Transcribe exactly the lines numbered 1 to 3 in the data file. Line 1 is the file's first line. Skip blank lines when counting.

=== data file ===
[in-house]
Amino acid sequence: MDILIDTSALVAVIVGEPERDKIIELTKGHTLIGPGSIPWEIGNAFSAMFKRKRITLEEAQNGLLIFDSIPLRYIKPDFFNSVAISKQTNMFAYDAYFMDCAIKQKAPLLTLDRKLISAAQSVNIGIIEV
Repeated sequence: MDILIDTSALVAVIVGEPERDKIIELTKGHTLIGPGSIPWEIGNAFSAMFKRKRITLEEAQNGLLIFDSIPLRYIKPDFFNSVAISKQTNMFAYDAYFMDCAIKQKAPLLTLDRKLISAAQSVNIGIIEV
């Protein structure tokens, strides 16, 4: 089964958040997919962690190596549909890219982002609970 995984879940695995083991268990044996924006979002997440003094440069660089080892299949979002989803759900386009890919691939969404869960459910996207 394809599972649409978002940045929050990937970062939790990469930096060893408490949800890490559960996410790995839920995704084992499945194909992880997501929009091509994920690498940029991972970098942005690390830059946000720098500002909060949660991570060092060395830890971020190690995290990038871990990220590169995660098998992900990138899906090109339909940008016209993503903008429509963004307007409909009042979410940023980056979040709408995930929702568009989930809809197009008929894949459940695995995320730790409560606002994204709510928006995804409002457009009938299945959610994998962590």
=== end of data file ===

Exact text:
[in-house]
Amino acid sequence: MDILIDTSALVAVIVGEPERDKIIELTKGHTLIGPGSIPWEIGNAFSAMFKRKRITLEEAQNGLLIFDSIPLRYIKPDFFNSVAISKQTNMFAYDAYFMDCAIKQKAPLLTLDRKLISAAQSVNIGIIEV
Repeated sequence: MDILIDTSALVAVIVGEPERDKIIELTKGHTLIGPGSIPWEIGNAFSAMFKRKRITLEEAQNGLLIFDSIPLRYIKPDFFNSVAISKQTNMFAYDAYFMDCAIKQKAPLLTLDRKLISAAQSVNIGIIEV